Buteyko Breathing for Asthma: Help or Hype?
The Buteyko breathing method is gaining traction as a natural treatment for asthma. Some fans of the method claim that it can reduce asthma symptoms by teaching people a more efficient pattern of breathing. But what does the scientific evidence show?
What’s the Buteyko method?
Although the Buteyko method has been around since the 1950s, it has become more popular in recent years. Some people with asthma have abnormal breathing patterns, such as:
Overly rapid breathing
A pattern in which old, stale air gets trapped inside the lungs, leaving less room for new, fresh air
The Buteyko method aims to combat these problems with breathing exercises.
Breathing lessons vs. asthma meds
One research review looked at studies on the Buteyko method and other breath-training approaches, such as the Papworth method and yoga breathing. The results suggested that breath training might be helpful for asthma. But the evidence wasn’t strong enough to draw any firm conclusions.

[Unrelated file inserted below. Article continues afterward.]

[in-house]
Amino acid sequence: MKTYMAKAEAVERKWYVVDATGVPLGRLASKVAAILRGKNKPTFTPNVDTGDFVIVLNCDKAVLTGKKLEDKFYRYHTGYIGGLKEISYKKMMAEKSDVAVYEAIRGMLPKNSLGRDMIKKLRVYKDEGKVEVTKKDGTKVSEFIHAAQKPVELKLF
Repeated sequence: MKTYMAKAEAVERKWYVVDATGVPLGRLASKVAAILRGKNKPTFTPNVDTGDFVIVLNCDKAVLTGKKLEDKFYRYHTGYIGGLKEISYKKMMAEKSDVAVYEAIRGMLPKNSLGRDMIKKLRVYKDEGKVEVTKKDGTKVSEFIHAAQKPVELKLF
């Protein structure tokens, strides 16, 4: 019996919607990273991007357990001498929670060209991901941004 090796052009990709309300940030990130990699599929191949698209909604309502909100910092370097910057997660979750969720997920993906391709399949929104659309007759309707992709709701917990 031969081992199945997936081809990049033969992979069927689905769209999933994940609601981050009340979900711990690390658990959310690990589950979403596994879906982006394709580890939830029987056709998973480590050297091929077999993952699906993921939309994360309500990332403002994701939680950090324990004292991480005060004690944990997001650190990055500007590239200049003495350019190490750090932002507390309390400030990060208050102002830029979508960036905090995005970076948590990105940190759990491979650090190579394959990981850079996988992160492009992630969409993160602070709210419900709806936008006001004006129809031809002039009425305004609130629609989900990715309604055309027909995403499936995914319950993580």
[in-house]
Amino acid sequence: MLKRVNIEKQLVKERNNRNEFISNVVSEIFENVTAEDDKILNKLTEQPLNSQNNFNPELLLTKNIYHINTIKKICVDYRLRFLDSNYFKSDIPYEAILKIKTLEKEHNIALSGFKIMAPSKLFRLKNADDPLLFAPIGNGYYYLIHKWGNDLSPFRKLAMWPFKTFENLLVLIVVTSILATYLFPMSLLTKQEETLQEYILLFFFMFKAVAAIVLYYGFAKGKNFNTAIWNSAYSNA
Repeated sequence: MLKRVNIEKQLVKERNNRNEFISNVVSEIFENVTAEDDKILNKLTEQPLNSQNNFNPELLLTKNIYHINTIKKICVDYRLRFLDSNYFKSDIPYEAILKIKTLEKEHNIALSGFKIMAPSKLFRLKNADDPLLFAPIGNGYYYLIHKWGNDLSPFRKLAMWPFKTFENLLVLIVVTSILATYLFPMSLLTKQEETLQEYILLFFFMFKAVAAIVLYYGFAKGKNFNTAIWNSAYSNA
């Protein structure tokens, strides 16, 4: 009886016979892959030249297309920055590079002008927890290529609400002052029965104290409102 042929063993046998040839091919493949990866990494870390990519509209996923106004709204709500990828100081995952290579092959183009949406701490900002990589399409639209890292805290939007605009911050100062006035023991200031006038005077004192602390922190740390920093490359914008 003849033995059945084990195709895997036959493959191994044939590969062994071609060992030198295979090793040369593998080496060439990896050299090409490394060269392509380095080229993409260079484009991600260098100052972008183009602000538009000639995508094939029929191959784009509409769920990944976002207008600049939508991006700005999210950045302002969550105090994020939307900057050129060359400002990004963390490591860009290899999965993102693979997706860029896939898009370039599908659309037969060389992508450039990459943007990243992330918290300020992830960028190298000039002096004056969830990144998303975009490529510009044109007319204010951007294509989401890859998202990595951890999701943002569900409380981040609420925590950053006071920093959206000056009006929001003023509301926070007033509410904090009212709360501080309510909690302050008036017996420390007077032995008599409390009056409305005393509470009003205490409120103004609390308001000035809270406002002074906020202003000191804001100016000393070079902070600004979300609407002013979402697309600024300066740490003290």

In contrast, a mountain of evidence shows that asthma medicines work. By using the right medicine in the right way, most people with asthma can keep their illness under control, often with few symptoms. They are able to lead full, active lives. And they can sleep without asthma symptoms disturbing them.
Tips on breathing easier
If you’re thinking about trying the Buteyko method, keep these pointers in mind:
Continue taking your asthma medicines as prescribed. Also talk with your doctor about ways to stay away from things that trigger your symptoms.
Discuss breath-training approaches with your healthcare team. They may be able to recommend specific breathing techniques to try.
Practice your breathing exercises for 5 to 10 minutes every day. Although such exercises may sound easy, they can take a while to master.
Try a new technique
Pulmonary rehab specialists often teach patients two breathing techniques called pursed-lip breathing and belly breathing. Watch short videos on these techniques.